Here is what you need to know.
European markets are lower after multiple explosions in Brussels, Belgium. The major European averages tumbled to losses of close to 2% following the news of three explosions in Brussels. Markets recovered off their worst levels as things appeared to calm down, but then reports of a fourth explosion surfaced. That sent markets off their recovery highs. However, it was discovered the fourth explosion was a result of authorities blowing up a suspicious package. European averages have since recovered and are down between 0.6% and 0.9%.
German business confidence bounced back. Germany’s Ifo Business Climate survey gained for the first time in four months during March, climbing to 106.7 from 105.7. The report found that both current business conditions and expectations showed improvement. According to the report, “Construction was the only sector in which the business climate index declined somewhat.”
Europe has regained some momentum. The latest European PMI data showed the eurozone’s composite reading climbed to a three-month high of 53.7 in February after printing 53.0 in January. While German services saw a bump up to 55.5 (55.3 previous), manufacturing slipped to 50.4 (50.5 previous). The euro is down 0.3% at 1.1210.
UK inflation held steady. Inflation in the UK held at up 0.3% year-over-year in February, missing the 0.4% gain that was anticipated. Stripping out the more volatile food and energy components, prices were up 1.2% YoY, which was also unchanged from February. The reading remains well below the Bank of England’s 2% target. The British pound is weaker by 0.6% at 1.4281.
Moody’s says the UK would take a ‘small’ hit in the event of a Brexit. Credit rating agency Moody’s pushed back against unionist claims that a Brexit would cost the British economy billions of pounds and millions of jobs. “Our central view is that the negative economic impact of Brexit would be relatively small,” Moody’s said. “”[We do] not expect to see significant increases in unemployment or [interest] rates, or substantial declines in property prices across the UK as a whole.” In another note, Moody’s warned the biggest risk to the UK economy in the near-term is the uncertainty it creates for businesses. The Brexit vote will take place on June 23.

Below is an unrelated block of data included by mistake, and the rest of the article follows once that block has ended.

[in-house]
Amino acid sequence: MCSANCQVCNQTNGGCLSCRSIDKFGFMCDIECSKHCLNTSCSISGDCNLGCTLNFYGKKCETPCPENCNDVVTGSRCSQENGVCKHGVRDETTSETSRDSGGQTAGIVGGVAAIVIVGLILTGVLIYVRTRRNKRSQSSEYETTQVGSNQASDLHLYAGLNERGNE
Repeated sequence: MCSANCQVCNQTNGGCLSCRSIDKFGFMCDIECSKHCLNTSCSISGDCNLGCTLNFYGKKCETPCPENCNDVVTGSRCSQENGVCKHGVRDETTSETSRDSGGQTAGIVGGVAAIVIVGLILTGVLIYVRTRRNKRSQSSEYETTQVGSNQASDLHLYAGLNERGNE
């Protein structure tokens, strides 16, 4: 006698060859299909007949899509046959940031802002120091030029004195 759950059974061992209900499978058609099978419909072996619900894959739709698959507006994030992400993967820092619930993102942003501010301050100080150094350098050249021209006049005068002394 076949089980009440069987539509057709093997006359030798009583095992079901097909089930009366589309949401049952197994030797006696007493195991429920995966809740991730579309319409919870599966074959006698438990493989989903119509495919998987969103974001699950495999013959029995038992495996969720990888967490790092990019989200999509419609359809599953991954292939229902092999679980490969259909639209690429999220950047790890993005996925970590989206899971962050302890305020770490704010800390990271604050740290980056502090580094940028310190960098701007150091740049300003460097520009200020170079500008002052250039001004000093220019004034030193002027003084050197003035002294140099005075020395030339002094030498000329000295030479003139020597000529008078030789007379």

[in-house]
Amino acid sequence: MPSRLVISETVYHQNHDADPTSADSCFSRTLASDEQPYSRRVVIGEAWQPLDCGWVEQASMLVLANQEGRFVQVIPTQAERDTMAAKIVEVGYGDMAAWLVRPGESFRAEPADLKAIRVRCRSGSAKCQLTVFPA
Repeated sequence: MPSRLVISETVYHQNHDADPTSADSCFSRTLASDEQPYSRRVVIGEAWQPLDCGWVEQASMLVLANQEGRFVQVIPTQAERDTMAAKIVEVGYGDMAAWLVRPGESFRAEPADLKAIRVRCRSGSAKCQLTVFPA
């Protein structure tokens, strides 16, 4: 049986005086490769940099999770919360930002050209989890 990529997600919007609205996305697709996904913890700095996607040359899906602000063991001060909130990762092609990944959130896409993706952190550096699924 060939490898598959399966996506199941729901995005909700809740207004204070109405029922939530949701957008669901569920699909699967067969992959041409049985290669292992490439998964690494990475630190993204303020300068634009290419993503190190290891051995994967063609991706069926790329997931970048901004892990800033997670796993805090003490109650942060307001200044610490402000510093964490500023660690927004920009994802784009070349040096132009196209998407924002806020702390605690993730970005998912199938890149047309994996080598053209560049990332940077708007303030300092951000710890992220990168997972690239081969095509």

The hearing for Apple versus the FBI was canceled. Tuesday’s hearing that was scheduled between the FBI and Apple has been canceled after the FBI said it found a way to unlock the iPhone of one of the San Bernardino shooters. “[A]n outside party demonstrated to the FBI a possible method for unlocking Farook’s iPhone,” according to a motion filed by the FBI. The FBI didn’t say who provided the method of unlocking the phone, but did say it was someone outside of the US government.
Brazil’s oil giant reported its biggest loss ever. Petrobras reported a loss of 36.9 billion reais ($10.2 billion) in the fourth quarter, its biggest on record. The loss was 48% larger than a year ago, and turned the oil giant’s full year 2015 results into a loss, according to Reuters. 83% of Petrobras’ 46.4 billion reais write off in the quarter was resulted to oil fields. The stock is down 7% in pre-market trade.
Global markets are mostly lower. Aside from everything happening in Europe, China’s Shanghai Composite (-0.6%) paced the decline in Asia as Japan’s Nikkei outperformed (+1.9%). S&P 500 futures are down 8.50 points at 2034.25. Elsewhere, silver is seeing a strong bid, up 0.9% at 15.99 per ounce.
Earnings reports continue to trickle out. Nike and Krispy Kreme are among the names reporting following the closing bell. Nike is expected to earn $0.49 per share on revenue of $8.20 billion, according to the Bloomberg consensus.
US economic data remains light. The FHFA Housing Price Index will be released at 9 a.m. ET. The US 10-year yield is down 1 basis point at 1.95%.